I discovered the different heart rate ranges and how, by pushing myself so hard, I was putting myself in my fight or flight stage. My body didn't understand why I was literally running up the stairs and it immediately assumed that I must be in danger.  Why else would I be pushing myself so hard? 

When you're in your fight or flight, there's a bunch of chemical reactions happening in your body, but I'll simplify it for the sake of my long winded story. 

In regards to this conversation - fight or flight does two very important things. First, it burns your sugar stores so you have enough energy to either run from or fight an attacker. Second, it creates inflammation around your cells and tissue, just in case you get tussled up in an attack or a fall from running. 

By stressing yourself mentally, physically, and emotionally, you're constantly burning sugar which means, yep - you guessed it, those sugar stores need to be restored as soon as you're out of your fight or flight state (and into homeostasis). That's why we all get that craving around 4pm to hit the vending machine for carbs or sugar and why binge eating is so prominent at night when you're at home in front of the TV. 

You can be "good" on your diet all day, but if you push yourself too hard, you will have no choice but to refuel. Your body's desire to survive is significantly stronger than your willingness to hit a goal. 

I stood there at the base of the stair master in shock. All these years, I'd been working this hard just to make it even harder for myself to hit my weight loss goals! I was creating inflammation in my body which stimulates my immune system AND setting myself up to binge! Sure, I was burning calories and building strength, but they were calories that I'd most likely make up (and more) later that night!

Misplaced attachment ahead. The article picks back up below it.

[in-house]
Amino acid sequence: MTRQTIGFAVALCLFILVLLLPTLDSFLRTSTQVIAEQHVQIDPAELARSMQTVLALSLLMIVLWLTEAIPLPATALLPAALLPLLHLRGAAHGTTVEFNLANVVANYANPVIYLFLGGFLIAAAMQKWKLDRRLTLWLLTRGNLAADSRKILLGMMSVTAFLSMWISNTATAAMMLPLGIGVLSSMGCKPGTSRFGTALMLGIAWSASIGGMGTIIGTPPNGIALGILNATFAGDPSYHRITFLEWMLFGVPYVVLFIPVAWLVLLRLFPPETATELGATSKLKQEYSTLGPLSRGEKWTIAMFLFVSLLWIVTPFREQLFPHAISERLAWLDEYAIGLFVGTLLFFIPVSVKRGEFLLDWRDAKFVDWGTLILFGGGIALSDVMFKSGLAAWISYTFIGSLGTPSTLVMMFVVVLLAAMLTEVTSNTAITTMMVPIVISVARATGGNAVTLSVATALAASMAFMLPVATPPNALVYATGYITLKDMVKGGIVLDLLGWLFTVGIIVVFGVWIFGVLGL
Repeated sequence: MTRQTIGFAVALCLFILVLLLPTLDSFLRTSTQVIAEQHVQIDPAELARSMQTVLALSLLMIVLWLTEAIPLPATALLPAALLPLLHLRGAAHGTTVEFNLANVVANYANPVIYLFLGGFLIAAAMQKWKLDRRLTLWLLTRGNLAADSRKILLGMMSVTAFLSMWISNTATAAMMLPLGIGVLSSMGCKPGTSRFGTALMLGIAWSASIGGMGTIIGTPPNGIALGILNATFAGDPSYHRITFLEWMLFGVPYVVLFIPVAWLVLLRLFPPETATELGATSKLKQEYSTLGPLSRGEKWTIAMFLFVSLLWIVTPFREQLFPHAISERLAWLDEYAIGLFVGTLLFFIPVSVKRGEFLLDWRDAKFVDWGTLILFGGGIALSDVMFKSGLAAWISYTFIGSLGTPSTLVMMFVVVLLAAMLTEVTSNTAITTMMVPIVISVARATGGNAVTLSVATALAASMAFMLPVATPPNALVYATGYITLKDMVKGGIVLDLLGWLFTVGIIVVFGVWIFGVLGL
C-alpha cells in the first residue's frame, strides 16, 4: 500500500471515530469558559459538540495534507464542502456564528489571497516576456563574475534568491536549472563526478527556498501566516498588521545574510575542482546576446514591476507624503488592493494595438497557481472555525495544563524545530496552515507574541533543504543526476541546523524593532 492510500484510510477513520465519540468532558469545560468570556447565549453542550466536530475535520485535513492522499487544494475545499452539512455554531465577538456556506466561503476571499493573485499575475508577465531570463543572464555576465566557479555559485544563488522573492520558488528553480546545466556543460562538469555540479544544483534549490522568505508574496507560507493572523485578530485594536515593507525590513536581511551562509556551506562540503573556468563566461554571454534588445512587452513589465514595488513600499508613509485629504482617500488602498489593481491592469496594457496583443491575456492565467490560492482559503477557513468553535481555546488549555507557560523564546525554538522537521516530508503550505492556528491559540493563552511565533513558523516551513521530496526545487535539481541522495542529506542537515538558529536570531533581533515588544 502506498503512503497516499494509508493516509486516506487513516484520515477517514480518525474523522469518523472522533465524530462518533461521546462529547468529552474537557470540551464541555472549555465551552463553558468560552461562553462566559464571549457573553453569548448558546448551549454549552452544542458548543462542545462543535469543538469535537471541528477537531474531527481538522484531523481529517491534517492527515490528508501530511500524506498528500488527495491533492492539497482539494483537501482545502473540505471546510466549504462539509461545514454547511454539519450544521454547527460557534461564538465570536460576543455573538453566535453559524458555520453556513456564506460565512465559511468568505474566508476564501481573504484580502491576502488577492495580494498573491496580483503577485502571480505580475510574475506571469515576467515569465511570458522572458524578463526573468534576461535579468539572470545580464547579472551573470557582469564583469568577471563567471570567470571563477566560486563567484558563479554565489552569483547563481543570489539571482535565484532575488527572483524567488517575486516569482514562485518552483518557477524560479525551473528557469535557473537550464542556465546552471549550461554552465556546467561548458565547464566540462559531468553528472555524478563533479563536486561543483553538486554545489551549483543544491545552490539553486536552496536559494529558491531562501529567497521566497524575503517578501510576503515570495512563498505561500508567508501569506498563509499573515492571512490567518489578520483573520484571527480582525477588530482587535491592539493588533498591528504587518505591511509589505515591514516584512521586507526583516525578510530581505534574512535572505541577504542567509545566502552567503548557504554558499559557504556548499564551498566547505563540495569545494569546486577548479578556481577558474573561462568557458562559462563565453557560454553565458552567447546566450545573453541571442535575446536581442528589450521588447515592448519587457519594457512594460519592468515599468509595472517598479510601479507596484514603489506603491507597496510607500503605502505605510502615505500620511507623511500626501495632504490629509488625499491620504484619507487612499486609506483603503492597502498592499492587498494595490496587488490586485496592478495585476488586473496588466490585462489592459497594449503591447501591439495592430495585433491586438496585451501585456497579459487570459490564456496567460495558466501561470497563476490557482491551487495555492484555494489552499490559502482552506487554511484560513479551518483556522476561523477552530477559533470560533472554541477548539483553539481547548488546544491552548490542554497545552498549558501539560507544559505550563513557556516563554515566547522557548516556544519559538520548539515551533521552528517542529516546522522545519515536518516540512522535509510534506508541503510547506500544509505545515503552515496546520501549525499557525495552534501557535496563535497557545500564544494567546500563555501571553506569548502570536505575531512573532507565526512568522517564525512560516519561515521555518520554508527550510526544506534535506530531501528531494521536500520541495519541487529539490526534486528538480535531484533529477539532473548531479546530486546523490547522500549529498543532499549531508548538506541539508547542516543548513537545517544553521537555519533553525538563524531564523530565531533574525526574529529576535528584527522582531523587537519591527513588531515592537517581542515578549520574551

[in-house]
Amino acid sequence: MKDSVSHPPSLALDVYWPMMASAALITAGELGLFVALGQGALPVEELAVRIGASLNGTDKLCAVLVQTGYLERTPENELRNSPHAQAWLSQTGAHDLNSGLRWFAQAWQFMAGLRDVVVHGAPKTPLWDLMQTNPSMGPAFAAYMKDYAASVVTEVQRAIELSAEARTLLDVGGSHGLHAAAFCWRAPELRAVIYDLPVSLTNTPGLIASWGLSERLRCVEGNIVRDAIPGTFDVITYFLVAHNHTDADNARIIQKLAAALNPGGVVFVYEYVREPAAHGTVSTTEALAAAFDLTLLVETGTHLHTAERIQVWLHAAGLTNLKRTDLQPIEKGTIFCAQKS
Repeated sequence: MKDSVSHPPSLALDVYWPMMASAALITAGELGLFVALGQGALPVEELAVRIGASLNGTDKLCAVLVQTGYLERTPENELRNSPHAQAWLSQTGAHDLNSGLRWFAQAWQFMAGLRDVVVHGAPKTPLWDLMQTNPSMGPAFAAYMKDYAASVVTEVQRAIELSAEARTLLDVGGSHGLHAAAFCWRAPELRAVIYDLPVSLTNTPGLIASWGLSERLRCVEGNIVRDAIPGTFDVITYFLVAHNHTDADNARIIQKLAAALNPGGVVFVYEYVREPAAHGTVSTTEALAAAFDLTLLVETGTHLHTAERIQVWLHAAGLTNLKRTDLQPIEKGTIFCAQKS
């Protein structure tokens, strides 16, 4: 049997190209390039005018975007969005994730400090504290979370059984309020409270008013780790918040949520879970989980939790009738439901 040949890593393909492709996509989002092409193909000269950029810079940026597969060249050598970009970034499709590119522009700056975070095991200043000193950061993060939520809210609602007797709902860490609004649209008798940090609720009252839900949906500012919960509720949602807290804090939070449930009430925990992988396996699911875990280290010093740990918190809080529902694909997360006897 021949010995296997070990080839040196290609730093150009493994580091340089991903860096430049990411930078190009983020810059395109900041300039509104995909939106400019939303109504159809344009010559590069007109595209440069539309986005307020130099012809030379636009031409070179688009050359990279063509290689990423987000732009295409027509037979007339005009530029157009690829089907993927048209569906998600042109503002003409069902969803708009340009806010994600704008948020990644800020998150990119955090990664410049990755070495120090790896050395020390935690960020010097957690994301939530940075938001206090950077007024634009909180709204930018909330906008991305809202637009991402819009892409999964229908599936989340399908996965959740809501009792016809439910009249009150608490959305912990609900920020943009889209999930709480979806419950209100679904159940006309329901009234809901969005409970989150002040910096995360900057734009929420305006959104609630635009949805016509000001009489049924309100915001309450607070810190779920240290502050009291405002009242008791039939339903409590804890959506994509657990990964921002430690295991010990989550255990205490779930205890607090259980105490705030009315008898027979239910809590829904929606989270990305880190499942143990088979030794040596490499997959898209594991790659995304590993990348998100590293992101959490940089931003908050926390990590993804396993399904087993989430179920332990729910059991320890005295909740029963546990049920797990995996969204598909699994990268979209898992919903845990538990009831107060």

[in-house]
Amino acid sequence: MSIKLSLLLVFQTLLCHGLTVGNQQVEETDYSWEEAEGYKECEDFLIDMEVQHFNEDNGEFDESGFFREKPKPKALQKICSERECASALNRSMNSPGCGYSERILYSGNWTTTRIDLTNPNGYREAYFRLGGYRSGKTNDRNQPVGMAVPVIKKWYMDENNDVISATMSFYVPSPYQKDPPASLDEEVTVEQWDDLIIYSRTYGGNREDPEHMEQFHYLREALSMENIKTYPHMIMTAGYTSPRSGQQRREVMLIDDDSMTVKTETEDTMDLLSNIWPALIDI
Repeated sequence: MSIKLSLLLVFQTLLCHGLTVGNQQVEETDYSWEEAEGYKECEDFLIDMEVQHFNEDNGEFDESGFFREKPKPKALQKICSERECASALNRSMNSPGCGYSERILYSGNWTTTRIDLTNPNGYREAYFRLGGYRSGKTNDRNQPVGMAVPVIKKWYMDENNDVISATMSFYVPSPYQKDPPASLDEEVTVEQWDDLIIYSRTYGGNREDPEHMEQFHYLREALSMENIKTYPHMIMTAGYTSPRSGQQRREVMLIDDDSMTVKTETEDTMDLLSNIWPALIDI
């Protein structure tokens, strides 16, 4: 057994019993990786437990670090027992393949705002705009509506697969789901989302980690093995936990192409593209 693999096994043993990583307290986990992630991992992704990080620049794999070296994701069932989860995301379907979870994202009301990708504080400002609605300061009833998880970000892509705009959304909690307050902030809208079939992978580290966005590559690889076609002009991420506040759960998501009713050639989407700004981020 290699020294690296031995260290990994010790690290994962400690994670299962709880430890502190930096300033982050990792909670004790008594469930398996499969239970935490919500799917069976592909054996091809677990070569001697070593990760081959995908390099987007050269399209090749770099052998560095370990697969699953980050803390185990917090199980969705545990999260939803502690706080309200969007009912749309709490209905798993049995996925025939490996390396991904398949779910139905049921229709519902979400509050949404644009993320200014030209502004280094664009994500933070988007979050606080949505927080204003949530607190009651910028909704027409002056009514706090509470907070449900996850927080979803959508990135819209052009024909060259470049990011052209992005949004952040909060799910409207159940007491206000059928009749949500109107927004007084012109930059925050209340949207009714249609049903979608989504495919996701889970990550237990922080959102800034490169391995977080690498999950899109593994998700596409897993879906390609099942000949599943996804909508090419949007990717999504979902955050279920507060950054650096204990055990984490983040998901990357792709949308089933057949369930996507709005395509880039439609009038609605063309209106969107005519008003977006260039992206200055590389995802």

To say the least, I was pretty upset, but then I had another thought. If I was in my fight or flight, I was also stimulating my central nervous system so that my brain and spine could tell my body how to react to "danger". Not only was I creating inflammation, I was literally stimulating my disease and the numbness in my feet was my body's way of telling me I was going too hard. 

I couldn't believe it, but it made so much sense. 

That night, I researched how to monitor my heart rate effectively. I quickly discovered my "fat burning range" and decided to try it out for the entire week. 

Turns out, I didn't need the whole week to see results. 

The next time I got on the stair master, I had to drop the speed from a level 7 to a level 1. It was brutally slow, but I was pleasantly surprised to see that I was actually sweating more than I did when I was running. Best of all? I did the entire workout without any MS symptoms. 

Breaking binge eating came later, I still had to reprogram that habit, but working on it became significantly easier after I stopped making it a chemical demand. 

Now, it's been almost a year since I started monitoring my heart rate and not only do I avoid symptoms during my workout, but I go completely symptom free almost every single day. I still have this disease, but I no longer have to live in the experience of it, and that has been an incredible blessing. 

My target heart rate range is 115 - 133 beats per minute because I'm 29 years old. You can find yours by finding 60 - 70% of your max heart rate by following a simple equation. See my example below and then do it for yourself! 

(220 - 29) x .6  = 115

and (220 - 29) x .7 = 133 

It's too simple to ignore and if you struggle with binge eating or have a disease that is triggered by inflammation, you're doing yourself an injustice by not following your heart rate.

Do you monitor your heart rate? If so, comment below and let me know what benefits you get from it! 

With love & light,